The Department of Health and Human Services Office of Inspector General issued its draft compliance program for pharmaceutical manufacturers on September 30, just three months after the Pharmaceutical Research and Manufacturers of America introduced its Code on Interactions with Health Care Professionals. While there are some similarities in intent — both documents aim to prevent pharmaceutical representatives from offering cash, gifts, or other incentives to physicians to induce them to prescribe or recommend particular drugs, or to switch patients from one medicine to another — the OIG guidance is much broader in its sweep and less specific. And while the PhRMA code recognizes the value of independent CME and dovetails with the Accreditation Council for CME and American Medical Association guidelines, the OIG guidance seems to imply that CME could fall under government scrutiny. Historically, CME has offered more of a safe harbor from government regulation.

Is CME a Target?

In Section 2, Relationships with Physicians and Other Health-care Professionals, under the subhead Other Remuneration, the draft lists arrangements that potentially implicate the federal anti-kickback statute. These include “sponsorship or other financing related to third-party educational conferences and meetings attended or taught by physicians or others in a position to generate or influence referrals; and grants for research and education.” Does this refer to accredited CME?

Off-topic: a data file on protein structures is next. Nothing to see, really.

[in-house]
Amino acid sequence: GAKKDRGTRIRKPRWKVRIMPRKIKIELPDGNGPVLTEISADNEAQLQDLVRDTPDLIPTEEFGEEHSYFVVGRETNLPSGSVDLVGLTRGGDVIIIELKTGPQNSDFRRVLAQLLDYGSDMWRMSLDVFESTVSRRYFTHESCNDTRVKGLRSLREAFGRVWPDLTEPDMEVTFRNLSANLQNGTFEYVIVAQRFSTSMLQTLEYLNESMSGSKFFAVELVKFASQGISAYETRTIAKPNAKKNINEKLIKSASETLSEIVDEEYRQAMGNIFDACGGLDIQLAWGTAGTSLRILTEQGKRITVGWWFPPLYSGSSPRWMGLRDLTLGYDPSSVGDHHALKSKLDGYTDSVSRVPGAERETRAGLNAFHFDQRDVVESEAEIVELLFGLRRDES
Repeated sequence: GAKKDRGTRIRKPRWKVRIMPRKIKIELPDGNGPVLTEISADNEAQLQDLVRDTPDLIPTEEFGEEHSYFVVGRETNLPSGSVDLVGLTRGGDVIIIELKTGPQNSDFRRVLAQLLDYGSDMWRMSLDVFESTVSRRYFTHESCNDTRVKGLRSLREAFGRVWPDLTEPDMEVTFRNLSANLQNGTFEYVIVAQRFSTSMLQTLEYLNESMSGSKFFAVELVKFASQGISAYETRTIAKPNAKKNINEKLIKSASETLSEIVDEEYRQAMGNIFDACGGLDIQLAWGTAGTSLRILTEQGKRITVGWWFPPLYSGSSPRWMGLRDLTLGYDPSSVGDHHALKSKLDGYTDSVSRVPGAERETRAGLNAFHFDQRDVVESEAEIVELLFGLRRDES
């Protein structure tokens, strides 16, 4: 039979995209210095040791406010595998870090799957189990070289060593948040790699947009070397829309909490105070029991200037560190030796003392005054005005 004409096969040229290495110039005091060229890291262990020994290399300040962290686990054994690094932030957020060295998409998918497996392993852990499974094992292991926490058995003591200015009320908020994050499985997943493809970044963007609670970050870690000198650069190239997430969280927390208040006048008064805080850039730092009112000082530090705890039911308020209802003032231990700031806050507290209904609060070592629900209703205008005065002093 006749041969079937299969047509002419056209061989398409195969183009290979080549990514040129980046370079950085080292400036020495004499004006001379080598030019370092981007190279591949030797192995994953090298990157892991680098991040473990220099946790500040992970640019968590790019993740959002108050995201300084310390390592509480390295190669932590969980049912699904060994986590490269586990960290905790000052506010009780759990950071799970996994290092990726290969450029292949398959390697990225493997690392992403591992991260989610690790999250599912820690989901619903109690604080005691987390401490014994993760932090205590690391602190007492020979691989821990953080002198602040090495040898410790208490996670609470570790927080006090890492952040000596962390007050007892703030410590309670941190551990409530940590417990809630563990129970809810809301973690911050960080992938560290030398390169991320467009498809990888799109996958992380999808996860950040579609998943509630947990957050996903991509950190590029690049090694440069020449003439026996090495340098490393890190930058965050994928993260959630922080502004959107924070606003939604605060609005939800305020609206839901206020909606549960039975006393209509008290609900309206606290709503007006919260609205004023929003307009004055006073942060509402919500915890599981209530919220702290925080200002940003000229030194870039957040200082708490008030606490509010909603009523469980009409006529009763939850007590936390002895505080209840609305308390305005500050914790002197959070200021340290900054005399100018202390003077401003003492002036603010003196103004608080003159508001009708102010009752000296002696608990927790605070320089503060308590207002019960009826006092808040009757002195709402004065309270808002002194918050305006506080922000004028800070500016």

“Yes, that language is broad enough to cover CME and I think represents a step further than the OIG has gone in the past,” says David J. Bloch, attorney at law, Reed Smith Shaw & McClay LLP, Washington, D.C. However, Bloch, who represents pharma firms, makes the clarification that when taken in the context of OIG's past statements, the guidance is directed at sham grants and educational programs, rather than at legitimate CME.

Are CME providers and commercial supporters protected then, as long as they follow ACCME guidelines? “Certainly there's nothing in here saying that we no longer accept the ACCME guidelines,” Bloch says.

“The OIG Guidance should not present a threat to the ‘safe harbor’ status of CME when industry, providers, and third-party education companies are in compliance with PhRMA, ACCME, AMA, FDA, and related guidances,” agrees Robert F. Orsetti, assistant vice president, Center for Continuing and Out-reach Education, University of Medicine and Dentistry of New Jersey in Newark. “There is no reason for commercial supporters to reduce their commitment to CME funding. It could happen, however, that CME funding to accredited providers will increase as a further safeguard against OIG challenge.”

But the problem is that the guidance is not specific enough, Bloch says. “There is no discussion of how or why or what is an appropriate forum for sponsoring third-party education and what's an inappropriate one.” Ursula B. Bartels, senior vice president, general counsel and secretary, Boehringer Ingelheim Pharmaceuticals Inc., Ridgefield, Conn., suggests CME providers seek clarification. “The OIG ought to reconfirm the importance of CME and make the point that they were not trying to say that CME is bad. That's the opposite of the message I think that they want to convey.”